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Retailers Have ‘Lost Faith’ in PC Gaming

by Tyler Treat Feb 16, 2010 11:56 AM CST
filed under industry, news, pc

PC games have, for the most part, gone digital, which is why retailers are losing faith in the medium. It's also affecting games magazines such as Imagine Publishing's Total PC Gaming. The future of that magazine is still unclear, although managing director Damian Butt labels the rumors as "mischief" caused by a former employee. Still, he sees it as being limited in its potential.

"I'm looking at Total PC Gaming at the moment, because although it's a profitable magazine for Imagine, it's future potential is limited because retailers and magazine stockists have lost faith with the PC games sector entirely," Butt told GamesIndustry.biz.

"We have had fantastic support from our advertisers on Total PC Gaming, and outperformed our expectations, but I would much rather have a talented team working on a magazine where there is a greater future upside, such as our new launch How it Works, because it takes as much effort to make a magazine that generates a good profit as one that makes very little."

Modern Warfare 2 Most Pirated Game of 2009

by Tyler Treat Dec 28, 2009 6:12 PM CST
filed under industry, news, pc, ps3, xbox 360

Infinity Ward's gotta be pretty proud about this one. Call of Duty: Modern Warfare 2 was this year's most-pirated game. Prestigious indeed. Not a surprise of course, considering it was the biggest game of 2009, but I personally know people who turned to piracy simply because the game lacked some notable features (read: dedicated servers) that most PC games have.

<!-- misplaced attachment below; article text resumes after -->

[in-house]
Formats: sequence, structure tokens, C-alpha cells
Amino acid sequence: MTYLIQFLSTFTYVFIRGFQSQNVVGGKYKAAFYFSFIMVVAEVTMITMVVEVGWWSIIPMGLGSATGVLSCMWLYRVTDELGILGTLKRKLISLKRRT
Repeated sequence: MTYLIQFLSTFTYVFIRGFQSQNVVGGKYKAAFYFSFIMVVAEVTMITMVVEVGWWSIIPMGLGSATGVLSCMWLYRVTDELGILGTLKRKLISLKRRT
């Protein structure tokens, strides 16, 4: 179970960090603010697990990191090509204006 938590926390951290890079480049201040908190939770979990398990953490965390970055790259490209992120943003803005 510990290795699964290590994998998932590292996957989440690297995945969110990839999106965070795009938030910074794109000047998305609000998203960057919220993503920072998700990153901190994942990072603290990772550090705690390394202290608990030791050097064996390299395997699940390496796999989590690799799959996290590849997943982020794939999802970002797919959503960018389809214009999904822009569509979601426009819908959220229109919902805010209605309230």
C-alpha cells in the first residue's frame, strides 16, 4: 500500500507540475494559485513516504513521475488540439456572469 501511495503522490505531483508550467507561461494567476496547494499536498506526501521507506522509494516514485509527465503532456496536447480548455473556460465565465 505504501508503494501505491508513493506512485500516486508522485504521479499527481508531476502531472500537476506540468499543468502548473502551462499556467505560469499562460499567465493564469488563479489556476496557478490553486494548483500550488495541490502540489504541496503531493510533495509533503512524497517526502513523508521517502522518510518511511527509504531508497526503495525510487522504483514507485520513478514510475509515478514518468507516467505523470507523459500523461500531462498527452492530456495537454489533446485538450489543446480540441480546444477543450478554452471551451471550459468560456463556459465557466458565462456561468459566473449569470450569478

Modern Warfare 2 boasts over 4.1 million unauthorized downloads of the PC version alone, according to TorrentFreak, more than doubling last year's "winner" Spore. Trailing Modern Warfare 2 in the most-pirated category are Sims 3 and Prototype.

Fortunately for Activision, the game continues to be a top-selling title and the best-selling of 2009 on PlayStation 3 and Xbox 360. If that means alienating the PC gaming community, so be it I guess, right?

The Lifecycle of a Gaming Console

feature

by Tyler Treat Nov 21, 2009 8:49 PM CST
filed under editorials, features, pc, ps3, xbox 360

consoles

The original Xbox console had a lifespan of about four years, launching in 2001 and then being retired in 2005 following the launch of the Xbox 360. It had a great run, birthing such franchises as Halo, Forza Motorsport and Fable, and it introduced the almighty Xbox Live in 2002. Fast-forward to the present day and we have the Xbox 360 with a whole slew of hit games and the upgraded Xbox Live experience. On the flipside, there’s the PlayStation 2 followed by the PlayStation 3, each with their own major titles and online services. The PS2 ran its course in nearly six years. With that in mind, is it still too early to start thinking about the next generation? After all, it’s been four years since the release of the Xbox 360. Is an upgrade really necessary? The fact of the matter is, this generation will outlast any previous one, and by a good margin.

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